People with painful autoimmune diseases like rheumatoid arthritis, ankylosing spondylitis, inflammatory bowel disease (IBD), psoriatic arthritis or shingles have a 50% higher risk of suffering from a stroke, according to study presented at the 2015 American College of Rheumatology (ACR) and the Association for Rheumatology Health Professional (ARHP) annual meeting.
Dr. Leonard H. Calabrese, who is the vice chair of rheumatic and immunologic diseases at the Cleveland Clinic, led a team of researchers who analyzed Medicare data from 2006 to 2012. They identified 51,000 patients diagnosed with shingles and other painful autoimmune diseases, then looked for hospitalizations for ischemic stroke at one-, six- and 12-month intervals after their diagnosis.
What they found was the at stroke was 1.5 times more likely during the first six months after diagnosis compared to the 2-6 years that follow.
They also uncovered that there is a difference between those who have more complicated cases compared to those who do not. The complicated cases had a hazard ratio for stroke of 3.2 in the first 30 days compared to 1.6 in the uncomplicated group.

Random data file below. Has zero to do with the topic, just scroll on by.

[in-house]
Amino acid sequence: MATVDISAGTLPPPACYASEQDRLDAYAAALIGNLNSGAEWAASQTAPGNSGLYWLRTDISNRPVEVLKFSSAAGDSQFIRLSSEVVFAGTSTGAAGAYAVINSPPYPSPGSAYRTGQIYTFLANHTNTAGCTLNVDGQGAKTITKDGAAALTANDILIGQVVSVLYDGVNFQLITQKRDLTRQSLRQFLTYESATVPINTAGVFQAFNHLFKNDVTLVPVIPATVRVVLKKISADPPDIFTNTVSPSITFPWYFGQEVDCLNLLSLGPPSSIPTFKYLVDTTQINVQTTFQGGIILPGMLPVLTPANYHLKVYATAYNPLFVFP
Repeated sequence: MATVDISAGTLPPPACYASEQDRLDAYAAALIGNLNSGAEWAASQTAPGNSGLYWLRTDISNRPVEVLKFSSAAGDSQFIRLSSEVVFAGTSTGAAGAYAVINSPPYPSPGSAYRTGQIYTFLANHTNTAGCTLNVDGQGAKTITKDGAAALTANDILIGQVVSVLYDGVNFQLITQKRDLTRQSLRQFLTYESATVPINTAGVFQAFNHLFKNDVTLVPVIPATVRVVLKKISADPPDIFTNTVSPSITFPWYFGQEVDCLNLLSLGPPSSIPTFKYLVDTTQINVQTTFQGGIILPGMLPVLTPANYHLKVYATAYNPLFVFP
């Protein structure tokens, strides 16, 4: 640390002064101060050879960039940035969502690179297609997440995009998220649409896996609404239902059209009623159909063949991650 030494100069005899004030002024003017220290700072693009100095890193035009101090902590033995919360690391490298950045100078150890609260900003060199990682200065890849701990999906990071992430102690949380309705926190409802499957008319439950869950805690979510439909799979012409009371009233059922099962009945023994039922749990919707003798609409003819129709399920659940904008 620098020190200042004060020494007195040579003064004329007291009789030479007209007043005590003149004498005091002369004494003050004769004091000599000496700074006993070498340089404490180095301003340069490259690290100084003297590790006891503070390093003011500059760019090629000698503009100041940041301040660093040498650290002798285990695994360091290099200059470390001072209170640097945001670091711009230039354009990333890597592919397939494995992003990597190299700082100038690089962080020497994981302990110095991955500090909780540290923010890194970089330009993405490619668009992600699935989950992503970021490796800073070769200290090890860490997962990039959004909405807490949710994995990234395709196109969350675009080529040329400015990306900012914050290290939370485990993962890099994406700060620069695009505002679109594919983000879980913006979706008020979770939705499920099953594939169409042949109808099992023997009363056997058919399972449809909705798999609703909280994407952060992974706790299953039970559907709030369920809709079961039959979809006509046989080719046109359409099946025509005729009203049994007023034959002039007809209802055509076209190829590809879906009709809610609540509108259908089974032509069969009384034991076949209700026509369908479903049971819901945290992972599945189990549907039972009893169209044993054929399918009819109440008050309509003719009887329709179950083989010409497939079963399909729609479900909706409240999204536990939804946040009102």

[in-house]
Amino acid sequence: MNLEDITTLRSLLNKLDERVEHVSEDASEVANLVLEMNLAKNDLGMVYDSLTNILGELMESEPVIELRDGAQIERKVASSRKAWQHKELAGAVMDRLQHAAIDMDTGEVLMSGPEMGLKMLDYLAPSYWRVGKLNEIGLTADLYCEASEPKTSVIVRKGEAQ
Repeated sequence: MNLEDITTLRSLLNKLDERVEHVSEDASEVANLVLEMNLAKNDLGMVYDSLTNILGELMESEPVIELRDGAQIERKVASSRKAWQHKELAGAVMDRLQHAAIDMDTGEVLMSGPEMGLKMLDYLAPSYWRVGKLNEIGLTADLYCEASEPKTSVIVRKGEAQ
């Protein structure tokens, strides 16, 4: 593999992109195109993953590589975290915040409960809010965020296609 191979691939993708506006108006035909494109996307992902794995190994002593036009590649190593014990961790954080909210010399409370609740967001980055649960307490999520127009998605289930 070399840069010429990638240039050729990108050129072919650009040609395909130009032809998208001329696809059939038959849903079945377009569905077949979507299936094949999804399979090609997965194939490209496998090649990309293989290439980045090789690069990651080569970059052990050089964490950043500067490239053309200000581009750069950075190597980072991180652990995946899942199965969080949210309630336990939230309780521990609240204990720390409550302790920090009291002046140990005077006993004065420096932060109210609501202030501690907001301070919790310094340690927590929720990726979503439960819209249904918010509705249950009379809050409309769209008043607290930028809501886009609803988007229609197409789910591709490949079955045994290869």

Patients who were prescribed antivirals with seven days of their shingles diagnoses had a 16% lower stroke risk than those who were not on antivirals.
Calabrese told Dermatology Times, that a prompt diagnosis and prompt treatment of shingles is important with respect to reducing the risk of stroke. He also noted that patients on immunosuppressive therapies or have had vaccines are “of increased importance now, viewing the risk of stroke.”
About Strokes and What to Do:
A stroke, or “brain attack,” occurs when an obstruction (usually a fatty deposit) blocks the blood vessel supplying blood to the brain. Symptoms of stroke include trouble walking, speaking, and understanding, as well as paralysis or numbness of the face, arm, or leg. Early treatment with medications can minimize brain damage. Other treatments focus on limiting complications and preventing additional strokes.
If you see any signs of stroke, think “FAST” and seek immediate medical attention:
- Face: Ask the person to smile. Does one side of the face droop?
- Arms: Ask the person to raise both arms. Does one arm drift or droop downward?
- Speech: Ask the person to repeat a simple phrase. Is his or her speech slurred or strange?
- Time: If you observe any of these signs, call 911 immediately.